The Living Word: The Alpha and Omega
In the Word of God, figures of speech are used in order to draw our attention to that which the Holy Spirit is especially emphasizing. One brother has said: "It is not too much to say that, in the use of these figures, we have, as it were, the Holy Spirit's own markings of our Bibles." So, let us draw our attention to the figure of speech that we want to consider, which in the English is called "Acrostic." The following definition of this figure of speech may be hard for us to grasp at first, but as we go on and see its usage in the Scripture, it will become clear to us.
The Acrostic figure of speech is a figure of repetition that uses the alphabet of the original language in which the Bible was written. It is not the repetition of the same letter of the alphabet, but of different letters which are designedly placed by the Holy Spirit at the beginning or at the end of words which are arranged in lines. The letters may be repeated in the order in which they occur in the alphabet or in some other particular order. Also, these letters of the alphabet which are placed at the beginning or ending of successive lines, or words, can spell another word.
We need to note that the Acrostic figure of speech, like many other figures, occurs only in the original manuscript and cannot be reproduced exactly in the translations. Some printings of the King James translation note this Acrostic figure of speech in their margins; the Companion Bible and the Darby translation make significant note of this figure of speech. As we have said, the best way to understand this important figure of speech is to see how the Lord uses it in the Scriptures. So let us proceed and search into some of the Scriptures to which the Holy Spirit has given such special significance.
Psalms 111 and 112 each have 22 lines in the original Hebrew (there are 22 letters in the Hebrew alphabet); and in the Hebrew, each line begins with each successive letter of the Hebrew alphabet. These two beautiful psalms are Hallelujah Psalms [Hallelujah = "Praise ye the Lord"; and as written, it is the title of the two Psalms], and they are linked together because they are Acrostic Psalms: Psalm 111, praises the Lord for His Words, and Psalm 112, praises the Lord for His Ways. Thus, the Lord is emphasizing the importance of praising in all things. Most of us praise the Lord for His works. But it is also necessary, if we are to mature, to praise Him for His ways of dealing with us - that which He allows in our lives, and circumstances which will, if yielded to, bring forth an increase of Christ and cause us to be in "the way." Christ is the Alpha and the Omega, the Beginning and the Ending; and, equally as important, in the midst of all our circumstances, He is through all - He is the A, B, C, D, E, g... right through to Z - He is the Way.
Psalm 119 consists of 176 verses, and it is divided into 22 groups of eight verses each. In the original language, the eight verses of each group begin with the same successive letter of the Hebrew alphabet, for example: the first eight verses begin with the letter "Aleph," the second eight with "Beth," and so on throughout the whole Psalm. What a marvelous way for the Lord to express to us the importance of His Word, which is the controlling factor and creative agent of all that God has purposed. "For ever, O Lord, Thy Word is settled in heaven"; 8 Alephs! 8 Beths! 8 Gimels! 8 Daleths! etc. - Twenty-two eights! - the power of the resurrection personified through the Living Word - "Which is, and Which Was, and Which is To Come" - The Alpha and Omega - He that liveth, Was Dead, and is Alive for Evermore. This Psalm is the Living Word Himself emphasizing the importance of the Written Word: "In Whom (in Christ) are hid all the treasures of wisdom and knowledge" (Colossians 2:3), and it is a royal work to search out that which God hath concealed.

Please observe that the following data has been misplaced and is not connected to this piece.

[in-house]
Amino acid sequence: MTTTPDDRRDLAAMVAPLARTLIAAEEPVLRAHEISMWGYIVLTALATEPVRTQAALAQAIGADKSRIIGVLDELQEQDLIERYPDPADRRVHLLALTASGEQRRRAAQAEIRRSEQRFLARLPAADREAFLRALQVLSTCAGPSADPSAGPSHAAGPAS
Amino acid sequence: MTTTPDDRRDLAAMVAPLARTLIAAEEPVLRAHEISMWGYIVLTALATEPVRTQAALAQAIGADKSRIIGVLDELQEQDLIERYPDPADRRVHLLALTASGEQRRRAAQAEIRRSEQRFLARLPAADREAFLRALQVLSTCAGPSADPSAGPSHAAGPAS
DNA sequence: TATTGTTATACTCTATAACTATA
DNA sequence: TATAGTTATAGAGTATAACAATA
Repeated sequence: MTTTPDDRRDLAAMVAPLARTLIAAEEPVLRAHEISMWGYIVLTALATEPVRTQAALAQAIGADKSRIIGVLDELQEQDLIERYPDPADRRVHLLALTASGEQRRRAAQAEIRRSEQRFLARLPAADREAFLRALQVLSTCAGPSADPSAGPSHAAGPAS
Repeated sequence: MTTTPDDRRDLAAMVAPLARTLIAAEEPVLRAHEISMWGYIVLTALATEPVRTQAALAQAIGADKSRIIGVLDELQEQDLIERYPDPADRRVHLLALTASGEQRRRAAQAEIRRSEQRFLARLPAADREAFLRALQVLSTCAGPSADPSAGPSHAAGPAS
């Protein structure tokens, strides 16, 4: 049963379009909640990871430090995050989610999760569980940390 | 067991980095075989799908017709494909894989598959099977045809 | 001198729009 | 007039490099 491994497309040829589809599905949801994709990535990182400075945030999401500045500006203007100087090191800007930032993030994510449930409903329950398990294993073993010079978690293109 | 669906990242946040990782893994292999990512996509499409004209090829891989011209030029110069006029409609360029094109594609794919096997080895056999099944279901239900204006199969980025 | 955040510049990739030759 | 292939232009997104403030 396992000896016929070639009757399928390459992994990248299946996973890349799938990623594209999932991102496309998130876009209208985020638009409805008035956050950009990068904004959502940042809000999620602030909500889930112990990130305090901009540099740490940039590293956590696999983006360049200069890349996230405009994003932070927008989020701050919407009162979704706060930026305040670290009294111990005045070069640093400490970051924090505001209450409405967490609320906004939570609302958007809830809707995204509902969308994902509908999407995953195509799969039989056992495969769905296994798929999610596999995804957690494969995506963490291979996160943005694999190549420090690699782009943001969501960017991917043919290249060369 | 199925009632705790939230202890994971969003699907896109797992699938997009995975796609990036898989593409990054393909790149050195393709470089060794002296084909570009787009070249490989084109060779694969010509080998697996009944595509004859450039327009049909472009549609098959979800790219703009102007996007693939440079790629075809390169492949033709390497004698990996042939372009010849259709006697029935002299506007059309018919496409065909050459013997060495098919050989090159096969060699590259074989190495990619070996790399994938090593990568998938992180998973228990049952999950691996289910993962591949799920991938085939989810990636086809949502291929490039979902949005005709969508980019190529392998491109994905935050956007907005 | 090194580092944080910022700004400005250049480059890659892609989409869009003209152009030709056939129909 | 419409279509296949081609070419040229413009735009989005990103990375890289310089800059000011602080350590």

Lamentations, chapters one through four are particularly expressive of the Acrostic figure of speech, for in these chapters we have the Holy Spirit expressing, through Jeremiah's intercession, the broken heart of the Lord over His people who have been led away from the direct course. When one reads Lamentations, it seems that all is lost as far as Israel is concerned; and all that is left is to lament over their failure. But "The Alpha and Omega," The Aleph and The Tau, the Great High Priest Who ever liveth to make intercession unto the uttermost is not through with them; and, even as Jeremiah laments, we find "The Beginning and the Ending" is expressing Himself. There are twenty-two verses in chapter one, and each verse begins with the successive letters of the Hebrew alphabet, which says: "This is not the end, Jeremiah - I AM The Ending - I AM The Fulfillment of Perfection." The same is true of chapters two and four - except, that in both chapters, the order of the Hebrew alphabet in verses 16 and 17 are transposed (reversed), which figuratively speaks that the order is not set and this intercession will reverse the failure of Israel!
(continued with # 22)